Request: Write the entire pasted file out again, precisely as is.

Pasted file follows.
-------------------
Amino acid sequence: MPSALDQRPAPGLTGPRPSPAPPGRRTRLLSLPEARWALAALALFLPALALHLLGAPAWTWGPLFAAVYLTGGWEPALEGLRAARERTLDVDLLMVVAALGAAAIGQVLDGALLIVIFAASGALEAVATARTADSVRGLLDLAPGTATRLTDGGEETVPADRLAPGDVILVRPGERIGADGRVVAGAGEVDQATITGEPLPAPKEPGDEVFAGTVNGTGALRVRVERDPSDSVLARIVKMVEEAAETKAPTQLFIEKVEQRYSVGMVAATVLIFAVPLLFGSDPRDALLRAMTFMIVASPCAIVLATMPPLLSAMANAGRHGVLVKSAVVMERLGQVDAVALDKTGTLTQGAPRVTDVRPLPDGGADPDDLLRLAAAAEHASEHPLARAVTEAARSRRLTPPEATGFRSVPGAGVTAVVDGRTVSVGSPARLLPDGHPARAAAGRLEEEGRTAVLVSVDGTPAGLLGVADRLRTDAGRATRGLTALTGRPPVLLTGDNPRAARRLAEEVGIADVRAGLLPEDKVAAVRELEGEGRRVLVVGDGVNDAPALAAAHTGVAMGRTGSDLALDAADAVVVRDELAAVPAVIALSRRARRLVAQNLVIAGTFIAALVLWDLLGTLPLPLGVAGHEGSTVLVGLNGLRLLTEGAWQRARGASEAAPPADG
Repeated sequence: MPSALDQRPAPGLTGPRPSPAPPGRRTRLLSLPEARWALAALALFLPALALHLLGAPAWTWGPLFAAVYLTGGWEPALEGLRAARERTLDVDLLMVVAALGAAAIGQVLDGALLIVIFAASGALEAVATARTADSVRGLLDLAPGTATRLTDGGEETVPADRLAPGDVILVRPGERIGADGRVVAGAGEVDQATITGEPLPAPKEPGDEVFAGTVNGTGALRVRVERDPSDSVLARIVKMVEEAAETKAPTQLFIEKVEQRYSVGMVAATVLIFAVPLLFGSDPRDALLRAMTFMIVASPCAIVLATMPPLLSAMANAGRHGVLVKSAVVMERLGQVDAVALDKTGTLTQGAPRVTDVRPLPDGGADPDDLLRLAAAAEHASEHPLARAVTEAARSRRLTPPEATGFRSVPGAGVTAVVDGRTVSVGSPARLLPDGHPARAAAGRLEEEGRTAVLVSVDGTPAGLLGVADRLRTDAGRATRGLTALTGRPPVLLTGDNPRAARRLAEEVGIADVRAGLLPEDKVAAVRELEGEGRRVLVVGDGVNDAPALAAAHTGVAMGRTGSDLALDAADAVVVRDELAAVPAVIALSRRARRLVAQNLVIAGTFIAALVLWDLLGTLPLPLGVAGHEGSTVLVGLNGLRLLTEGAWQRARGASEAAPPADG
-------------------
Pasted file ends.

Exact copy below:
Amino acid sequence: MPSALDQRPAPGLTGPRPSPAPPGRRTRLLSLPEARWALAALALFLPALALHLLGAPAWTWGPLFAAVYLTGGWEPALEGLRAARERTLDVDLLMVVAALGAAAIGQVLDGALLIVIFAASGALEAVATARTADSVRGLLDLAPGTATRLTDGGEETVPADRLAPGDVILVRPGERIGADGRVVAGAGEVDQATITGEPLPAPKEPGDEVFAGTVNGTGALRVRVERDPSDSVLARIVKMVEEAAETKAPTQLFIEKVEQRYSVGMVAATVLIFAVPLLFGSDPRDALLRAMTFMIVASPCAIVLATMPPLLSAMANAGRHGVLVKSAVVMERLGQVDAVALDKTGTLTQGAPRVTDVRPLPDGGADPDDLLRLAAAAEHASEHPLARAVTEAARSRRLTPPEATGFRSVPGAGVTAVVDGRTVSVGSPARLLPDGHPARAAAGRLEEEGRTAVLVSVDGTPAGLLGVADRLRTDAGRATRGLTALTGRPPVLLTGDNPRAARRLAEEVGIADVRAGLLPEDKVAAVRELEGEGRRVLVVGDGVNDAPALAAAHTGVAMGRTGSDLALDAADAVVVRDELAAVPAVIALSRRARRLVAQNLVIAGTFIAALVLWDLLGTLPLPLGVAGHEGSTVLVGLNGLRLLTEGAWQRARGASEAAPPADG
Repeated sequence: MPSALDQRPAPGLTGPRPSPAPPGRRTRLLSLPEARWALAALALFLPALALHLLGAPAWTWGPLFAAVYLTGGWEPALEGLRAARERTLDVDLLMVVAALGAAAIGQVLDGALLIVIFAASGALEAVATARTADSVRGLLDLAPGTATRLTDGGEETVPADRLAPGDVILVRPGERIGADGRVVAGAGEVDQATITGEPLPAPKEPGDEVFAGTVNGTGALRVRVERDPSDSVLARIVKMVEEAAETKAPTQLFIEKVEQRYSVGMVAATVLIFAVPLLFGSDPRDALLRAMTFMIVASPCAIVLATMPPLLSAMANAGRHGVLVKSAVVMERLGQVDAVALDKTGTLTQGAPRVTDVRPLPDGGADPDDLLRLAAAAEHASEHPLARAVTEAARSRRLTPPEATGFRSVPGAGVTAVVDGRTVSVGSPARLLPDGHPARAAAGRLEEEGRTAVLVSVDGTPAGLLGVADRLRTDAGRATRGLTALTGRPPVLLTGDNPRAARRLAEEVGIADVRAGLLPEDKVAAVRELEGEGRRVLVVGDGVNDAPALAAAHTGVAMGRTGSDLALDAADAVVVRDELAAVPAVIALSRRARRLVAQNLVIAGTFIAALVLWDLLGTLPLPLGVAGHEGSTVLVGLNGLRLLTEGAWQRARGASEAAPPADG